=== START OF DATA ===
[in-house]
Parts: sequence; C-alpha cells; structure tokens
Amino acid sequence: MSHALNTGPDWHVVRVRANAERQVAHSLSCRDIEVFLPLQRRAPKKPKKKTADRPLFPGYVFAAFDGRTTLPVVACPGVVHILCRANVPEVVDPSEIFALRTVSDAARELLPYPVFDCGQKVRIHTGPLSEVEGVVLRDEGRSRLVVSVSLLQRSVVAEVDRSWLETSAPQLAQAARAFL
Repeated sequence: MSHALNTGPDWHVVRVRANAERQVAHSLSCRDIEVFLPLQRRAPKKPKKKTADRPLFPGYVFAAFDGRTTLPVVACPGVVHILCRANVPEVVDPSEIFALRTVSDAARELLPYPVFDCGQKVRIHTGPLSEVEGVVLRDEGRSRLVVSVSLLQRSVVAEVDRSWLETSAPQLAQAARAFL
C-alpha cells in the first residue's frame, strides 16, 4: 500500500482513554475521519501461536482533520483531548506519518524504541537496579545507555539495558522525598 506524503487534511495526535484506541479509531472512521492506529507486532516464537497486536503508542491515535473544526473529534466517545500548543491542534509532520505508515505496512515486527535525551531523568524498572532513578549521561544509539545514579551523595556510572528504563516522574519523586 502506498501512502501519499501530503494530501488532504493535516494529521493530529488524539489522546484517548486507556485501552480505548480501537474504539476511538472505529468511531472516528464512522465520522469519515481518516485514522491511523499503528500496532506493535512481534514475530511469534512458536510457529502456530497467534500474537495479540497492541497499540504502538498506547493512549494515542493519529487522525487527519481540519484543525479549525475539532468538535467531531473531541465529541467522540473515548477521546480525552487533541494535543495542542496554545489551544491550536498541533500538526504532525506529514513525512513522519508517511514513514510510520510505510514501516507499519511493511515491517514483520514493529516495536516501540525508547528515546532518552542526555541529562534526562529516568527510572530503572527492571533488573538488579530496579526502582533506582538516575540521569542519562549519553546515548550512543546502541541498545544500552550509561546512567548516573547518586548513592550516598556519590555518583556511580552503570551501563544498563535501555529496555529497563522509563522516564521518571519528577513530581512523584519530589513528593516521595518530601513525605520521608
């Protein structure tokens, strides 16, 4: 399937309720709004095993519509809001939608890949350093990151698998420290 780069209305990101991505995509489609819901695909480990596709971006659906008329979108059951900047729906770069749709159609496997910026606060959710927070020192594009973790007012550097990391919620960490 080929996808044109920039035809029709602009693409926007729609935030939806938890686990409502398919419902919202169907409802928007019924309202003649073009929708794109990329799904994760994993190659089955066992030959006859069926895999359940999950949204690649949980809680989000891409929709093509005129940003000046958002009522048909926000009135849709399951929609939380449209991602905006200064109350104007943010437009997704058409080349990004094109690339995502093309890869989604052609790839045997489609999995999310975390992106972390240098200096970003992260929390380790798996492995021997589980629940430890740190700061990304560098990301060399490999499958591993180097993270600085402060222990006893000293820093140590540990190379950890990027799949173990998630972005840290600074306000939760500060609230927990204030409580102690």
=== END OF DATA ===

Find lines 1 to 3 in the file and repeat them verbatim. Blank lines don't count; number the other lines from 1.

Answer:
[in-house]
Parts: sequence; C-alpha cells; structure tokens
Amino acid sequence: MSHALNTGPDWHVVRVRANAERQVAHSLSCRDIEVFLPLQRRAPKKPKKKTADRPLFPGYVFAAFDGRTTLPVVACPGVVHILCRANVPEVVDPSEIFALRTVSDAARELLPYPVFDCGQKVRIHTGPLSEVEGVVLRDEGRSRLVVSVSLLQRSVVAEVDRSWLETSAPQLAQAARAFL